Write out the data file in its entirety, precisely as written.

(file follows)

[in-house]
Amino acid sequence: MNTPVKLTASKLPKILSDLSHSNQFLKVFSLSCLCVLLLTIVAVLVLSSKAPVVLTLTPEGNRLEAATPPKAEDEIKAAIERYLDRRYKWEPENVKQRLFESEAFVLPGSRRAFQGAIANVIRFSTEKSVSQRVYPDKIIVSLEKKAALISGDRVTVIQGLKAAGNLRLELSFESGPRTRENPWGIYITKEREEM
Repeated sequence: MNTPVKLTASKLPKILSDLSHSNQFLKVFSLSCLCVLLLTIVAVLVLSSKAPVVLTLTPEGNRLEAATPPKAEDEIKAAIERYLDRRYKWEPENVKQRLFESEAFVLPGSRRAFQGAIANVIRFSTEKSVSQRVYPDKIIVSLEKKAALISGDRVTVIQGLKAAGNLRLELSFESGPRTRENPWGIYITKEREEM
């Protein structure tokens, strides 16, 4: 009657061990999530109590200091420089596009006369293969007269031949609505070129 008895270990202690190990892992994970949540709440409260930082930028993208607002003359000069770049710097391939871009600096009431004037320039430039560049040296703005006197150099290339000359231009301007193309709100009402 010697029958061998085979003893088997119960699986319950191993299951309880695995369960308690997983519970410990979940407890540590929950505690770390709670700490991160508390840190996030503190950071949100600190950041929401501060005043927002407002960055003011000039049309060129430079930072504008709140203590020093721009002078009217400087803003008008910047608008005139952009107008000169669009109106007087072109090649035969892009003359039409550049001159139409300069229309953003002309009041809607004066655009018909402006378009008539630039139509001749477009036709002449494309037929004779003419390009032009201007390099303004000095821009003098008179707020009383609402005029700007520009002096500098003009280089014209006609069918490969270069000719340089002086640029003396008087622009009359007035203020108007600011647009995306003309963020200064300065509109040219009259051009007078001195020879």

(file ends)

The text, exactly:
[in-house]
Amino acid sequence: MNTPVKLTASKLPKILSDLSHSNQFLKVFSLSCLCVLLLTIVAVLVLSSKAPVVLTLTPEGNRLEAATPPKAEDEIKAAIERYLDRRYKWEPENVKQRLFESEAFVLPGSRRAFQGAIANVIRFSTEKSVSQRVYPDKIIVSLEKKAALISGDRVTVIQGLKAAGNLRLELSFESGPRTRENPWGIYITKEREEM
Repeated sequence: MNTPVKLTASKLPKILSDLSHSNQFLKVFSLSCLCVLLLTIVAVLVLSSKAPVVLTLTPEGNRLEAATPPKAEDEIKAAIERYLDRRYKWEPENVKQRLFESEAFVLPGSRRAFQGAIANVIRFSTEKSVSQRVYPDKIIVSLEKKAALISGDRVTVIQGLKAAGNLRLELSFESGPRTRENPWGIYITKEREEM
């Protein structure tokens, strides 16, 4: 009657061990999530109590200091420089596009006369293969007269031949609505070129 008895270990202690190990892992994970949540709440409260930082930028993208607002003359000069770049710097391939871009600096009431004037320039430039560049040296703005006197150099290339000359231009301007193309709100009402 010697029958061998085979003893088997119960699986319950191993299951309880695995369960308690997983519970410990979940407890540590929950505690770390709670700490991160508390840190996030503190950071949100600190950041929401501060005043927002407002960055003011000039049309060129430079930072504008709140203590020093721009002078009217400087803003008008910047608008005139952009107008000169669009109106007087072109090649035969892009003359039409550049001159139409300069229309953003002309009041809607004066655009018909402006378009008539630039139509001749477009036709002449494309037929004779003419390009032009201007390099303004000095821009003098008179707020009383609402005029700007520009002096500098003009280089014209006609069918490969270069000719340089002086640029003396008087622009009359007035203020108007600011647009995306003309963020200064300065509109040219009259051009007078001195020879």